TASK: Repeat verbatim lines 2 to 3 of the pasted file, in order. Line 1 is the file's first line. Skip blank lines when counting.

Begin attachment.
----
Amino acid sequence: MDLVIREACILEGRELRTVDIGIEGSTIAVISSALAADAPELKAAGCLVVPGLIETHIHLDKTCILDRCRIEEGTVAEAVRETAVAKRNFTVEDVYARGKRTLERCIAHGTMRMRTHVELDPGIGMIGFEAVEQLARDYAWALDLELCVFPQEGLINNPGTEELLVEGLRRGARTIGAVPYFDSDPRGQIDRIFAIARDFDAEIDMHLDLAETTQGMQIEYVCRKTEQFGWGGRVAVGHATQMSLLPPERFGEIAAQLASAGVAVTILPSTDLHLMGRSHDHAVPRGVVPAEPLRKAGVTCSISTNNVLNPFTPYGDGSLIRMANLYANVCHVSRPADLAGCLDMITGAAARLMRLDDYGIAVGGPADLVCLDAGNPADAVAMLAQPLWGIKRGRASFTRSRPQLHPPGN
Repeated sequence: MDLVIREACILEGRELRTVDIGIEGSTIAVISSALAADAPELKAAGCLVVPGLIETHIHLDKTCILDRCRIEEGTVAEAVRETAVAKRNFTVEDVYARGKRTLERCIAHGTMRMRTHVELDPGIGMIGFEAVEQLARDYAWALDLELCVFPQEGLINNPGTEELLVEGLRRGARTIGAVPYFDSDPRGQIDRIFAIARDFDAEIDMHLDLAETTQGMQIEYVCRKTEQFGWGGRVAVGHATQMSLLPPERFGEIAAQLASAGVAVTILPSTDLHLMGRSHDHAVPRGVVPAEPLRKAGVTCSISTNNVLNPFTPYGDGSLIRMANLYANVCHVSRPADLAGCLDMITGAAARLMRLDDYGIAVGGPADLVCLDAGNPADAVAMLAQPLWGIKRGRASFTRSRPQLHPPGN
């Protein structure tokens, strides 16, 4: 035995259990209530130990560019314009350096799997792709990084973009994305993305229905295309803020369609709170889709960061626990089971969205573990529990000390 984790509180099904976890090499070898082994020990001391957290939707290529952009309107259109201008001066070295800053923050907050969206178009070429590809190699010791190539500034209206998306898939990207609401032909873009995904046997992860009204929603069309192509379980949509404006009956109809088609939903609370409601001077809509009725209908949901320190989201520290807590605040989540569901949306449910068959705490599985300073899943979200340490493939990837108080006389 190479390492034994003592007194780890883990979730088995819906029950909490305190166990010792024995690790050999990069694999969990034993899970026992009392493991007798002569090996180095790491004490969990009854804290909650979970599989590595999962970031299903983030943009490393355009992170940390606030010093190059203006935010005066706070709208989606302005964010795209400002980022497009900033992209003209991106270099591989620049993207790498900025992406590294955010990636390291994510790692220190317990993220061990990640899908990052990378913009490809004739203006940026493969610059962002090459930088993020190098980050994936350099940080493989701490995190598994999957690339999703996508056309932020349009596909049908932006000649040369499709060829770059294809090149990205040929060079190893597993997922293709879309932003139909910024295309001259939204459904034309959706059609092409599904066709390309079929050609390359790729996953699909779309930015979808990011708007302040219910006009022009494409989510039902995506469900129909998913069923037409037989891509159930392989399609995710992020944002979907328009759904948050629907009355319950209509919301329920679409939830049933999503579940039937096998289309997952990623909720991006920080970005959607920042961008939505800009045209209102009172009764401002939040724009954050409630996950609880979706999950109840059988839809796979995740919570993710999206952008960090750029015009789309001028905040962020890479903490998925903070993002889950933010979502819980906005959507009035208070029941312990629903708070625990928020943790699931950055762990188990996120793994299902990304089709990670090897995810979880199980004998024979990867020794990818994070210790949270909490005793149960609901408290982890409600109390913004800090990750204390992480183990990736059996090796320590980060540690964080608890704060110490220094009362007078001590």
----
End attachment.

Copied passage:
Repeated sequence: MDLVIREACILEGRELRTVDIGIEGSTIAVISSALAADAPELKAAGCLVVPGLIETHIHLDKTCILDRCRIEEGTVAEAVRETAVAKRNFTVEDVYARGKRTLERCIAHGTMRMRTHVELDPGIGMIGFEAVEQLARDYAWALDLELCVFPQEGLINNPGTEELLVEGLRRGARTIGAVPYFDSDPRGQIDRIFAIARDFDAEIDMHLDLAETTQGMQIEYVCRKTEQFGWGGRVAVGHATQMSLLPPERFGEIAAQLASAGVAVTILPSTDLHLMGRSHDHAVPRGVVPAEPLRKAGVTCSISTNNVLNPFTPYGDGSLIRMANLYANVCHVSRPADLAGCLDMITGAAARLMRLDDYGIAVGGPADLVCLDAGNPADAVAMLAQPLWGIKRGRASFTRSRPQLHPPGN
């Protein structure tokens, strides 16, 4: 035995259990209530130990560019314009350096799997792709990084973009994305993305229905295309803020369609709170889709960061626990089971969205573990529990000390 984790509180099904976890090499070898082994020990001391957290939707290529952009309107259109201008001066070295800053923050907050969206178009070429590809190699010791190539500034209206998306898939990207609401032909873009995904046997992860009204929603069309192509379980949509404006009956109809088609939903609370409601001077809509009725209908949901320190989201520290807590605040989540569901949306449910068959705490599985300073899943979200340490493939990837108080006389 190479390492034994003592007194780890883990979730088995819906029950909490305190166990010792024995690790050999990069694999969990034993899970026992009392493991007798002569090996180095790491004490969990009854804290909650979970599989590595999962970031299903983030943009490393355009992170940390606030010093190059203006935010005066706070709208989606302005964010795209400002980022497009900033992209003209991106270099591989620049993207790498900025992406590294955010990636390291994510790692220190317990993220061990990640899908990052990378913009490809004739203006940026493969610059962002090459930088993020190098980050994936350099940080493989701490995190598994999957690339999703996508056309932020349009596909049908932006000649040369499709060829770059294809090149990205040929060079190893597993997922293709879309932003139909910024295309001259939204459904034309959706059609092409599904066709390309079929050609390359790729996953699909779309930015979808990011708007302040219910006009022009494409989510039902995506469900129909998913069923037409037989891509159930392989399609995710992020944002979907328009759904948050629907009355319950209509919301329920679409939830049933999503579940039937096998289309997952990623909720991006920080970005959607920042961008939505800009045209209102009172009764401002939040724009954050409630996950609880979706999950109840059988839809796979995740919570993710999206952008960090750029015009789309001028905040962020890479903490998925903070993002889950933010979502819980906005959507009035208070029941312990629903708070625990928020943790699931950055762990188990996120793994299902990304089709990670090897995810979880199980004998024979990867020794990818994070210790949270909490005793149960609901408290982890409600109390913004800090990750204390992480183990990736059996090796320590980060540690964080608890704060110490220094009362007078001590």